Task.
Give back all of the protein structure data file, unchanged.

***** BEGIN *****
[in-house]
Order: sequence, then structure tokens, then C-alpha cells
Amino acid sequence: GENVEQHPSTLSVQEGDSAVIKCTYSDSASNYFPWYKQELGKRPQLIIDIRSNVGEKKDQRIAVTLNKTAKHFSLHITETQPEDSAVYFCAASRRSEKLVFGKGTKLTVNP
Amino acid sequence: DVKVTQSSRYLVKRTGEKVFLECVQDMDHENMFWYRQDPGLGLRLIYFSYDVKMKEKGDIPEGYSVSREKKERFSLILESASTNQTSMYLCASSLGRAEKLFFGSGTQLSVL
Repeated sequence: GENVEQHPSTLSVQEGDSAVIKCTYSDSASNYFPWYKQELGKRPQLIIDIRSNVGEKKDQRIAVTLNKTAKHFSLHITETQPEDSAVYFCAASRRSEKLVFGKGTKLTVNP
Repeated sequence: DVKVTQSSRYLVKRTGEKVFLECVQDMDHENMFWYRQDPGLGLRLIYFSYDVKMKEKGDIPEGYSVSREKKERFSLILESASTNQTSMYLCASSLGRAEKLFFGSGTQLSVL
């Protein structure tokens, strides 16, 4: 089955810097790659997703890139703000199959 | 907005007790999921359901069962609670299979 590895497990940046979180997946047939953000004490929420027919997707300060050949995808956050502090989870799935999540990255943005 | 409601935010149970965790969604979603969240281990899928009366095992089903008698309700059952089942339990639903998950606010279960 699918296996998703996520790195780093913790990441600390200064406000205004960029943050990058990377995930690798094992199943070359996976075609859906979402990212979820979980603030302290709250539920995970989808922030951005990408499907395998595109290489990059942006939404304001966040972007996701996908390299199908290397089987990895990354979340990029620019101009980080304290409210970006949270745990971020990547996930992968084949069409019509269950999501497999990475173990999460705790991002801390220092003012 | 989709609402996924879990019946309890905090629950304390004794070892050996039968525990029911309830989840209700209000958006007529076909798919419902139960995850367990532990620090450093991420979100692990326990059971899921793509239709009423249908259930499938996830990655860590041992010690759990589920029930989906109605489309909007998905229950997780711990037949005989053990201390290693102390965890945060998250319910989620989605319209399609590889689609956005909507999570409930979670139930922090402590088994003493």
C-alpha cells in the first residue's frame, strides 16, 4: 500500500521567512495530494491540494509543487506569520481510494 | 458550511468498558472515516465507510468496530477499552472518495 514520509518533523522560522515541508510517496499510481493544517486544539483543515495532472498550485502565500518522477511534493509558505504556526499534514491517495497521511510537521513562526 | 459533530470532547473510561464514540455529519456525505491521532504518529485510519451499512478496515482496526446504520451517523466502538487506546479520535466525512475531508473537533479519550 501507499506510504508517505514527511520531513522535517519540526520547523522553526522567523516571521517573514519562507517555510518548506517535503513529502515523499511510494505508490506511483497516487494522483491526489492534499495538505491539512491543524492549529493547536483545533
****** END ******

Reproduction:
[in-house]
Order: sequence, then structure tokens, then C-alpha cells
Amino acid sequence: GENVEQHPSTLSVQEGDSAVIKCTYSDSASNYFPWYKQELGKRPQLIIDIRSNVGEKKDQRIAVTLNKTAKHFSLHITETQPEDSAVYFCAASRRSEKLVFGKGTKLTVNP
Amino acid sequence: DVKVTQSSRYLVKRTGEKVFLECVQDMDHENMFWYRQDPGLGLRLIYFSYDVKMKEKGDIPEGYSVSREKKERFSLILESASTNQTSMYLCASSLGRAEKLFFGSGTQLSVL
Repeated sequence: GENVEQHPSTLSVQEGDSAVIKCTYSDSASNYFPWYKQELGKRPQLIIDIRSNVGEKKDQRIAVTLNKTAKHFSLHITETQPEDSAVYFCAASRRSEKLVFGKGTKLTVNP
Repeated sequence: DVKVTQSSRYLVKRTGEKVFLECVQDMDHENMFWYRQDPGLGLRLIYFSYDVKMKEKGDIPEGYSVSREKKERFSLILESASTNQTSMYLCASSLGRAEKLFFGSGTQLSVL
């Protein structure tokens, strides 16, 4: 089955810097790659997703890139703000199959 | 907005007790999921359901069962609670299979 590895497990940046979180997946047939953000004490929420027919997707300060050949995808956050502090989870799935999540990255943005 | 409601935010149970965790969604979603969240281990899928009366095992089903008698309700059952089942339990639903998950606010279960 699918296996998703996520790195780093913790990441600390200064406000205004960029943050990058990377995930690798094992199943070359996976075609859906979402990212979820979980603030302290709250539920995970989808922030951005990408499907395998595109290489990059942006939404304001966040972007996701996908390299199908290397089987990895990354979340990029620019101009980080304290409210970006949270745990971020990547996930992968084949069409019509269950999501497999990475173990999460705790991002801390220092003012 | 989709609402996924879990019946309890905090629950304390004794070892050996039968525990029911309830989840209700209000958006007529076909798919419902139960995850367990532990620090450093991420979100692990326990059971899921793509239709009423249908259930499938996830990655860590041992010690759990589920029930989906109605489309909007998905229950997780711990037949005989053990201390290693102390965890945060998250319910989620989605319209399609590889689609956005909507999570409930979670139930922090402590088994003493």
C-alpha cells in the first residue's frame, strides 16, 4: 500500500521567512495530494491540494509543487506569520481510494 | 458550511468498558472515516465507510468496530477499552472518495 514520509518533523522560522515541508510517496499510481493544517486544539483543515495532472498550485502565500518522477511534493509558505504556526499534514491517495497521511510537521513562526 | 459533530470532547473510561464514540455529519456525505491521532504518529485510519451499512478496515482496526446504520451517523466502538487506546479520535466525512475531508473537533479519550 501507499506510504508517505514527511520531513522535517519540526520547523522553526522567523516571521517573514519562507517555510518548506517535503513529502515523499511510494505508490506511483497516487494522483491526489492534499495538505491539512491543524492549529493547536483545533